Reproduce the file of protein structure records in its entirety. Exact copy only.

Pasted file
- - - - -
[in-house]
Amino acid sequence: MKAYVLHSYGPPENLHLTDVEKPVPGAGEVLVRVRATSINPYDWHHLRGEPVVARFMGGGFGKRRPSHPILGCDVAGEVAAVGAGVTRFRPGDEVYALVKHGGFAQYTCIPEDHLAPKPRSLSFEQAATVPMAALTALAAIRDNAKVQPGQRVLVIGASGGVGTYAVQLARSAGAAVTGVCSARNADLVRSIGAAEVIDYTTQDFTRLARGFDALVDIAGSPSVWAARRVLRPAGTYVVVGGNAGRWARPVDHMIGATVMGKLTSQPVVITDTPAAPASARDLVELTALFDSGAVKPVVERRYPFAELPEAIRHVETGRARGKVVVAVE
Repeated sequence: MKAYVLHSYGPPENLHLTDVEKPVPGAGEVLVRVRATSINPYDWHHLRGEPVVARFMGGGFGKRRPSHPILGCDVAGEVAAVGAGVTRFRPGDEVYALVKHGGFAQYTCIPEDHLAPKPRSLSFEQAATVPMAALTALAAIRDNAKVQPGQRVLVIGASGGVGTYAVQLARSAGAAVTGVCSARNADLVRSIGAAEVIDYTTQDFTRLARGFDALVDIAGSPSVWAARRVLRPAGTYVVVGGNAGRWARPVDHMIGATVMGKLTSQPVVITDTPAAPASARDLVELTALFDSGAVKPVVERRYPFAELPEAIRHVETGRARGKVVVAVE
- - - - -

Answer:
[in-house]
Amino acid sequence: MKAYVLHSYGPPENLHLTDVEKPVPGAGEVLVRVRATSINPYDWHHLRGEPVVARFMGGGFGKRRPSHPILGCDVAGEVAAVGAGVTRFRPGDEVYALVKHGGFAQYTCIPEDHLAPKPRSLSFEQAATVPMAALTALAAIRDNAKVQPGQRVLVIGASGGVGTYAVQLARSAGAAVTGVCSARNADLVRSIGAAEVIDYTTQDFTRLARGFDALVDIAGSPSVWAARRVLRPAGTYVVVGGNAGRWARPVDHMIGATVMGKLTSQPVVITDTPAAPASARDLVELTALFDSGAVKPVVERRYPFAELPEAIRHVETGRARGKVVVAVE
Repeated sequence: MKAYVLHSYGPPENLHLTDVEKPVPGAGEVLVRVRATSINPYDWHHLRGEPVVARFMGGGFGKRRPSHPILGCDVAGEVAAVGAGVTRFRPGDEVYALVKHGGFAQYTCIPEDHLAPKPRSLSFEQAATVPMAALTALAAIRDNAKVQPGQRVLVIGASGGVGTYAVQLARSAGAAVTGVCSARNADLVRSIGAAEVIDYTTQDFTRLARGFDALVDIAGSPSVWAARRVLRPAGTYVVVGGNAGRWARPVDHMIGATVMGKLTSQPVVITDTPAAPASARDLVELTALFDSGAVKPVVERRYPFAELPEAIRHVETGRARGKVVVAVE